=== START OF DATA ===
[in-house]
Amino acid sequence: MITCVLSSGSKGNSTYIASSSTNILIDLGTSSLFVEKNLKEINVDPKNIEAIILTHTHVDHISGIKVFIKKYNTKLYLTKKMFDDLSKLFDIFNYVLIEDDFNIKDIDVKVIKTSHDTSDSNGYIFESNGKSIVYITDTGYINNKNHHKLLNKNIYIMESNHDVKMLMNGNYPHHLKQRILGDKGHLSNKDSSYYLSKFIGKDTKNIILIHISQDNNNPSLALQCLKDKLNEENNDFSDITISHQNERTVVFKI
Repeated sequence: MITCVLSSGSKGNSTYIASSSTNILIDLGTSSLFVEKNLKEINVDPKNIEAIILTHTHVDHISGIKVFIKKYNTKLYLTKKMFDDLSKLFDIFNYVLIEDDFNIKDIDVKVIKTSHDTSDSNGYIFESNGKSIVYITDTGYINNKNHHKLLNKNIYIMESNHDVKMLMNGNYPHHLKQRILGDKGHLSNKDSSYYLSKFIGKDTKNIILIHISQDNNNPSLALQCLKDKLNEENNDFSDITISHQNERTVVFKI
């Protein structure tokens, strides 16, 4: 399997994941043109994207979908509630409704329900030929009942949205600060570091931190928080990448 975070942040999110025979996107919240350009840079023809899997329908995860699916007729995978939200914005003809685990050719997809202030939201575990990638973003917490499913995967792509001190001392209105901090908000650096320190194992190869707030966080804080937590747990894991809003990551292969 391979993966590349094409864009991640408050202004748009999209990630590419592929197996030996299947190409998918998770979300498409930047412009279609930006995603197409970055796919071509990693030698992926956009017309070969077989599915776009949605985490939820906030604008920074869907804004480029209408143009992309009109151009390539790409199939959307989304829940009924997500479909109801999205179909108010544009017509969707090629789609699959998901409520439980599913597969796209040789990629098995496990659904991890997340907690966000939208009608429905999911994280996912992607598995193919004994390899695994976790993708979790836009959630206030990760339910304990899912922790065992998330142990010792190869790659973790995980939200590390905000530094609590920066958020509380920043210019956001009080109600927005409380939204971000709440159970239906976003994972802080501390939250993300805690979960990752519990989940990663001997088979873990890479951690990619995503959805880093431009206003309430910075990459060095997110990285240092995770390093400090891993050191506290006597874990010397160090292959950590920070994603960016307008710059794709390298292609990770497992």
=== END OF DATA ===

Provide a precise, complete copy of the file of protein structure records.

[in-house]
Amino acid sequence: MITCVLSSGSKGNSTYIASSSTNILIDLGTSSLFVEKNLKEINVDPKNIEAIILTHTHVDHISGIKVFIKKYNTKLYLTKKMFDDLSKLFDIFNYVLIEDDFNIKDIDVKVIKTSHDTSDSNGYIFESNGKSIVYITDTGYINNKNHHKLLNKNIYIMESNHDVKMLMNGNYPHHLKQRILGDKGHLSNKDSSYYLSKFIGKDTKNIILIHISQDNNNPSLALQCLKDKLNEENNDFSDITISHQNERTVVFKI
Repeated sequence: MITCVLSSGSKGNSTYIASSSTNILIDLGTSSLFVEKNLKEINVDPKNIEAIILTHTHVDHISGIKVFIKKYNTKLYLTKKMFDDLSKLFDIFNYVLIEDDFNIKDIDVKVIKTSHDTSDSNGYIFESNGKSIVYITDTGYINNKNHHKLLNKNIYIMESNHDVKMLMNGNYPHHLKQRILGDKGHLSNKDSSYYLSKFIGKDTKNIILIHISQDNNNPSLALQCLKDKLNEENNDFSDITISHQNERTVVFKI
């Protein structure tokens, strides 16, 4: 399997994941043109994207979908509630409704329900030929009942949205600060570091931190928080990448 975070942040999110025979996107919240350009840079023809899997329908995860699916007729995978939200914005003809685990050719997809202030939201575990990638973003917490499913995967792509001190001392209105901090908000650096320190194992190869707030966080804080937590747990894991809003990551292969 391979993966590349094409864009991640408050202004748009999209990630590419592929197996030996299947190409998918998770979300498409930047412009279609930006995603197409970055796919071509990693030698992926956009017309070969077989599915776009949605985490939820906030604008920074869907804004480029209408143009992309009109151009390539790409199939959307989304829940009924997500479909109801999205179909108010544009017509969707090629789609699959998901409520439980599913597969796209040789990629098995496990659904991890997340907690966000939208009608429905999911994280996912992607598995193919004994390899695994976790993708979790836009959630206030990760339910304990899912922790065992998330142990010792190869790659973790995980939200590390905000530094609590920066958020509380920043210019956001009080109600927005409380939204971000709440159970239906976003994972802080501390939250993300805690979960990752519990989940990663001997088979873990890479951690990619995503959805880093431009206003309430910075990459060095997110990285240092995770390093400090891993050191506290006597874990010397160090292959950590920070994603960016307008710059794709390298292609990770497992």